A Madagascar Thanksgiving

It’s a little strange being in Madagascar during such a celebrated North American holiday such as Thanksgiving. It has no meaning to most people in the country. Nevertheless, we were served one of our favorite meals for dinner: pasta and beans. Because today is also the birthday of another volunteer, we topped off our Thanksgiving meal with a chocolate almond cake drizzled in pink icing. It did not taste quite like a western cake, but it was a welcome addition to our Thanksgiving feast and satisfied our cravings for dessert.

While writing this, I am in a tent surrounded by Malagasy mountains, something I have dreamt about for a long time. So as I would do if I was in the United States during this holiday, it is time to reflect on some of the many things I have to be thankful for.

Lemurs: This is an obvious one, but I have wanted to travel to Madagascar to contribute to lemur research for many years now and feel incredibly blessed to realize this dream so soon after graduating University. And as of now, I have seen 8 species of lemur in the wild: Black and White Ruffed Lemurs, Red Fronted Brown Lemurs, Red Bellied Brown Lemurs, Greater Bamboo Lemurs, Golden Bamboo Lemurs, Aye Ayes, Dwarf Lemurs, and Mouse Lemurs.

New friends: The October – December cohort of volunteers has proved to be one of the easiest going and likeminded groups of people I have had the privilege to work with. We are a small group, with 3 Americans, myself included, and a German, but we instantly realized that we make a great team. Along with our cohort are the Malagasy Ph.D. and Masters degree students stationed at KAFS; they travel with us when we go on adventures on the weekends, or when we walk to Kianjavato for the market or a concert. They are always ready and willing to help us (whether translating for us or making sure we don’t get an unfair deal) and watch out for us. They have also introduced us to the vibrant Malagasy tropical music that has become popular across the country. They are some of the kindest people I have ever met, and we would truly be lost without them.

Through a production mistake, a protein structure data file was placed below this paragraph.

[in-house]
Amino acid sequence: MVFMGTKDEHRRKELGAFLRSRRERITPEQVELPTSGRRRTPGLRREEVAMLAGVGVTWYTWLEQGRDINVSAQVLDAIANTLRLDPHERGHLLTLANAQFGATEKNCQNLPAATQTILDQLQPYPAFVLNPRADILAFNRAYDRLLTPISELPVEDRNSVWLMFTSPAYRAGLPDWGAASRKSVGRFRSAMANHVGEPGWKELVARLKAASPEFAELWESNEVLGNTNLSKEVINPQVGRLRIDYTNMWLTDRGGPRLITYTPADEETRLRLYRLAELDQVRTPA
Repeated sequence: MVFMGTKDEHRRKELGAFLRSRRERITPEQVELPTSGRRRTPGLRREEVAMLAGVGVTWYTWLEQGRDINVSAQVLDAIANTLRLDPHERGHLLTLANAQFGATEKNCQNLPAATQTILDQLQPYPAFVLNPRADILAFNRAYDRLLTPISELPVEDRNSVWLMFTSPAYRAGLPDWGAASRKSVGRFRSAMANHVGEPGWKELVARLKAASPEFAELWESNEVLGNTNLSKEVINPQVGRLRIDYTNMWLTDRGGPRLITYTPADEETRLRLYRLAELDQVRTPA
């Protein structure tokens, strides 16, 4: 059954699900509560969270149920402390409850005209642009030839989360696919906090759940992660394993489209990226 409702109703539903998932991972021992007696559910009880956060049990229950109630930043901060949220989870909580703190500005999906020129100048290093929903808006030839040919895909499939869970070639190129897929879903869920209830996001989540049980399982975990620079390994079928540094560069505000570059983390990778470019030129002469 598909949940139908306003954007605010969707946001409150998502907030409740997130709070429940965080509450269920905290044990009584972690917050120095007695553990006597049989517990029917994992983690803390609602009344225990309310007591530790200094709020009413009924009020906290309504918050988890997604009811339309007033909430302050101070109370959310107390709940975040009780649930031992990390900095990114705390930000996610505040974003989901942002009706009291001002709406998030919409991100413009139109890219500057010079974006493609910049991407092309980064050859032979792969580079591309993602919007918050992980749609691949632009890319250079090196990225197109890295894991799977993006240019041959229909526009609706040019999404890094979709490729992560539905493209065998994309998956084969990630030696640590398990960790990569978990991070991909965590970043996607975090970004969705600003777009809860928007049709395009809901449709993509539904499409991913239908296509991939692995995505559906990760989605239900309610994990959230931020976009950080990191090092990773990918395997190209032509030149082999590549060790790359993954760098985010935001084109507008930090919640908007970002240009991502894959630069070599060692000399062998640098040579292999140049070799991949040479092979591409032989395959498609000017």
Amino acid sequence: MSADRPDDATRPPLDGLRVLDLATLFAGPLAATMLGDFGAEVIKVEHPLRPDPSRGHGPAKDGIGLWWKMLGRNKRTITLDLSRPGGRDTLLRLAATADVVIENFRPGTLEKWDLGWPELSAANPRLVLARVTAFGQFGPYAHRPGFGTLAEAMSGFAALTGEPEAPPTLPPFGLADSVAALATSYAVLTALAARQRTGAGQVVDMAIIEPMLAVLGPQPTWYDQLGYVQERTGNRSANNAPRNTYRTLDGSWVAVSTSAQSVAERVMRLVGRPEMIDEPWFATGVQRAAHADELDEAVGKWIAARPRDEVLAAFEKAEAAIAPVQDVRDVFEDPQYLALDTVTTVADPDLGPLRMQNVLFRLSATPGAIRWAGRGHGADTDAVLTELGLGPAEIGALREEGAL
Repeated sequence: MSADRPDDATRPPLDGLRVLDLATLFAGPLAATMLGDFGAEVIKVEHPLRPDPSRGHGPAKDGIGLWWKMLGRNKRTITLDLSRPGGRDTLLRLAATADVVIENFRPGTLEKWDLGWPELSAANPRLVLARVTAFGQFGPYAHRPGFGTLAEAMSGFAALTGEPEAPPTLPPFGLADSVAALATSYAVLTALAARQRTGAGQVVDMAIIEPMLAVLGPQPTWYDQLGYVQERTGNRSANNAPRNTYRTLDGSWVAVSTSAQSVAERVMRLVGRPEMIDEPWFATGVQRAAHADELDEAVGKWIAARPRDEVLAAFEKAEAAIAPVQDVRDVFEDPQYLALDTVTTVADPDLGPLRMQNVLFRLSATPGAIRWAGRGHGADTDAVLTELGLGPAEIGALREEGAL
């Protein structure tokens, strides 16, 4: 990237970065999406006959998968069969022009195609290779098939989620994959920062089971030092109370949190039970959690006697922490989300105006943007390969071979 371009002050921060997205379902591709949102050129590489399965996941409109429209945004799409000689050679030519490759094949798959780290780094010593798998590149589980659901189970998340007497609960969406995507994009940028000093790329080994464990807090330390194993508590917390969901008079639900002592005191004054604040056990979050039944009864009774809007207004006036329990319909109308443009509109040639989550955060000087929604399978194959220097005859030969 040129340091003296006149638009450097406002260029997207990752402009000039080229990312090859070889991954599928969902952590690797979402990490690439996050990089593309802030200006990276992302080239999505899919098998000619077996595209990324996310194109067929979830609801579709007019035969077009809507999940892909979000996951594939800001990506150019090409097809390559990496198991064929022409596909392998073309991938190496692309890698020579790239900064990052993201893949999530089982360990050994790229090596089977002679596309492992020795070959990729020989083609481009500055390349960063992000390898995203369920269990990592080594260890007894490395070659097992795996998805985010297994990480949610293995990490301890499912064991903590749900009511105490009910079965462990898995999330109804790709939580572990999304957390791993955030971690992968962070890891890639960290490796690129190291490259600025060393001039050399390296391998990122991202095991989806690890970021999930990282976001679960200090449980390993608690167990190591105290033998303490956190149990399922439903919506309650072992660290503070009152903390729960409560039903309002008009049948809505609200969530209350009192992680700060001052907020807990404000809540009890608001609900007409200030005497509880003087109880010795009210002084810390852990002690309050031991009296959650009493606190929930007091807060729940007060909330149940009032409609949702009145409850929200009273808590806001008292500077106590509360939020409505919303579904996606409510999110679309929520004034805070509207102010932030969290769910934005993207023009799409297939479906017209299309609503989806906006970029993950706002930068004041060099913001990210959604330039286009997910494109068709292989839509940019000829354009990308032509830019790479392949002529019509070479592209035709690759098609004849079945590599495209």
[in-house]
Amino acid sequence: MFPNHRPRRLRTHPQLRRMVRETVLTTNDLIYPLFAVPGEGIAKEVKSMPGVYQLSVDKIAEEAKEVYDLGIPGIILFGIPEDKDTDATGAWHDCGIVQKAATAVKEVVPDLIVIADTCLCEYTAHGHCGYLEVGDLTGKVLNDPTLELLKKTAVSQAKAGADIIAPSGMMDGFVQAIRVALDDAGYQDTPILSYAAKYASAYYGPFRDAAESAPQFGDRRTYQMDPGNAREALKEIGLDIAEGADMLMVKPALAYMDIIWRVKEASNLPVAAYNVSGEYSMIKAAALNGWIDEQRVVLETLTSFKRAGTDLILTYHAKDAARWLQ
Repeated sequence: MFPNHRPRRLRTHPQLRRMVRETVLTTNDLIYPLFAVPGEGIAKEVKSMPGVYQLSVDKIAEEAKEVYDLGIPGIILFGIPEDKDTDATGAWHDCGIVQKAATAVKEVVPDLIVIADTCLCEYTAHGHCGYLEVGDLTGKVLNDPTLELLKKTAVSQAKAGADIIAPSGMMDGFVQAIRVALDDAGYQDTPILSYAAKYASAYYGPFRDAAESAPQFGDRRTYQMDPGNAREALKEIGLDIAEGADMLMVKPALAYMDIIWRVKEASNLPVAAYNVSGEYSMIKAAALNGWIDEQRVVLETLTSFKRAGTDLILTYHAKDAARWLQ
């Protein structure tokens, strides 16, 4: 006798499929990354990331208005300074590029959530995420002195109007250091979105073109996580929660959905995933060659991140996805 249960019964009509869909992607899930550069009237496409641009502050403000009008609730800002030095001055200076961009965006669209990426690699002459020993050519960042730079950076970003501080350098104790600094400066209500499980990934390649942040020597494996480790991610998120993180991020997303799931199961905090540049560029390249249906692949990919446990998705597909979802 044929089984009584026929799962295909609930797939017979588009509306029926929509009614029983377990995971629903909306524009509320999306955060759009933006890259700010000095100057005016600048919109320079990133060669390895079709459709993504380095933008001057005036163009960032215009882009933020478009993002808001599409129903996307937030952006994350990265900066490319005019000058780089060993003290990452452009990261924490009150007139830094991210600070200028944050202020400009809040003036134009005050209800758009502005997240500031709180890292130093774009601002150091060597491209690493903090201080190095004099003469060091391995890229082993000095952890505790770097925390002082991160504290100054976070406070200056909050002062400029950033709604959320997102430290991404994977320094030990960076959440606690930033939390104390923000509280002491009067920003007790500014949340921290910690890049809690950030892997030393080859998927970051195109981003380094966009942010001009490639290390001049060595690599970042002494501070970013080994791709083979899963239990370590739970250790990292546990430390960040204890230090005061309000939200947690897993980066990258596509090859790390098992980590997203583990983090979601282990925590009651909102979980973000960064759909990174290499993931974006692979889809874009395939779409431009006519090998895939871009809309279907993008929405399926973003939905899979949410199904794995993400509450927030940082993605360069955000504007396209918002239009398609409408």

Learning a new language: Between working with Malagasy guides in the forest each day, befriending the Malagasy students at KAFS, and interacting with various members of the community, I have had the privilege to learn bits and pieces of Malagasy. I discovered a love for language while being here, and am delighted each time I am taught new words and phrases, especially ones that I can use to surprise the non-English speakers around me.

The fruit: So many kinds! Jackfruits, Mango, Papaya, Pokenel, Zebu Heart (the local name for a fruit related to the Pokenel), tamarind, apricots, leche, bananas, pineapples, and coconuts. Some I have previously eaten but that taste so much better here, to the point of seeming like a new fruit, while others I have never tried or heard of before. I am in heaven every time I eat fruit here, even if I have to wash my hands four times after eating Jackfruit and still can’t remove the sticky residue.

Learning to Live Rough: If I am to follow my dreams of becoming a primatologist, I need to be able to handle rugged living. And living in Madagascar has certainly toughened me and prepared me for future research endeavors, which is exactly what I was hoping would happen. Bucket showers, washing clothes by hand, and living in a tent have become second nature. And eating rice for every meal, and rarely being fully dry (I’m either wet from perspiration or wet from the rain), seems as natural as if I have been living here my whole life.

Malagasy Mountains: Anyone who knows me very well, knows that I have a deep affinity for mountains, forests, and hiking. And working and hiking in Malagasy mountains nearly every day has been exhilarating.

Becoming a Birder: Thanks to a couple of the volunteers’ infectious passion for birds, I have become an amateur birder. I can now identify almost 20 bird species here, some by their calls, and others simply by sight. This pales in comparison to true birders, but I now know more Malagasy birds than North American birds and have developed a new interest in birds.

Teesh: A medium sized brown dog, with upright ears, Teesh is our resident field station dog who is surprisingly vacant of fleas. This dog, though as independent as any Malagasy pup, spends most of his time at the field station acting as a canine garbage disposal for leftovers. But he has staved off some of my longing for my own dogs by always tolerating my showers of affection, and for this, I am especially grateful to him.

And these are just a few of the many things I have to be thankful for during this venture into a new country and culture. Life is good. Enjoy it. Count your blessings. And……Mas toa bestaka sakafo androany! Enjoy Lots of food today!

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